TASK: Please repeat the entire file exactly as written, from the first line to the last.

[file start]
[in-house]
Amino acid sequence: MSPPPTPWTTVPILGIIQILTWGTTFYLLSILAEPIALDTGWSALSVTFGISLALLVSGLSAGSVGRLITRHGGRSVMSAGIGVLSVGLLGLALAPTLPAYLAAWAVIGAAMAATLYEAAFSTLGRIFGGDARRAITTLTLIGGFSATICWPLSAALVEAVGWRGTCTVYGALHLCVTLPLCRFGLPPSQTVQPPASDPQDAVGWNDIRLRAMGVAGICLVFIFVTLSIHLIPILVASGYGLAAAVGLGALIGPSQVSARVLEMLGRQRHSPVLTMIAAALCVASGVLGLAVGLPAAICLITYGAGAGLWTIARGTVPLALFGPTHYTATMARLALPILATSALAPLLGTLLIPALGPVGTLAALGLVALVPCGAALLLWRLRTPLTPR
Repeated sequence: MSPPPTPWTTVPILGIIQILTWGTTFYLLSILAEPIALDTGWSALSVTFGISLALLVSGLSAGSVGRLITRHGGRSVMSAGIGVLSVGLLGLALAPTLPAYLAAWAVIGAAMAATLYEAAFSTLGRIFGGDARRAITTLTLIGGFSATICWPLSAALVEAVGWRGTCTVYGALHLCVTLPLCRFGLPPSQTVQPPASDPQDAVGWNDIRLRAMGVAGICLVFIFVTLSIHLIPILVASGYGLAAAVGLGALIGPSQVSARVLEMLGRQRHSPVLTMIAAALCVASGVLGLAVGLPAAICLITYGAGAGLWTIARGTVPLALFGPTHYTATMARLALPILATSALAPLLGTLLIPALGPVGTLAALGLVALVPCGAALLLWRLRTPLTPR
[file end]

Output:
[in-house]
Amino acid sequence: MSPPPTPWTTVPILGIIQILTWGTTFYLLSILAEPIALDTGWSALSVTFGISLALLVSGLSAGSVGRLITRHGGRSVMSAGIGVLSVGLLGLALAPTLPAYLAAWAVIGAAMAATLYEAAFSTLGRIFGGDARRAITTLTLIGGFSATICWPLSAALVEAVGWRGTCTVYGALHLCVTLPLCRFGLPPSQTVQPPASDPQDAVGWNDIRLRAMGVAGICLVFIFVTLSIHLIPILVASGYGLAAAVGLGALIGPSQVSARVLEMLGRQRHSPVLTMIAAALCVASGVLGLAVGLPAAICLITYGAGAGLWTIARGTVPLALFGPTHYTATMARLALPILATSALAPLLGTLLIPALGPVGTLAALGLVALVPCGAALLLWRLRTPLTPR
Repeated sequence: MSPPPTPWTTVPILGIIQILTWGTTFYLLSILAEPIALDTGWSALSVTFGISLALLVSGLSAGSVGRLITRHGGRSVMSAGIGVLSVGLLGLALAPTLPAYLAAWAVIGAAMAATLYEAAFSTLGRIFGGDARRAITTLTLIGGFSATICWPLSAALVEAVGWRGTCTVYGALHLCVTLPLCRFGLPPSQTVQPPASDPQDAVGWNDIRLRAMGVAGICLVFIFVTLSIHLIPILVASGYGLAAAVGLGALIGPSQVSARVLEMLGRQRHSPVLTMIAAALCVASGVLGLAVGLPAAICLITYGAGAGLWTIARGTVPLALFGPTHYTATMARLALPILATSALAPLLGTLLIPALGPVGTLAALGLVALVPCGAALLLWRLRTPLTPR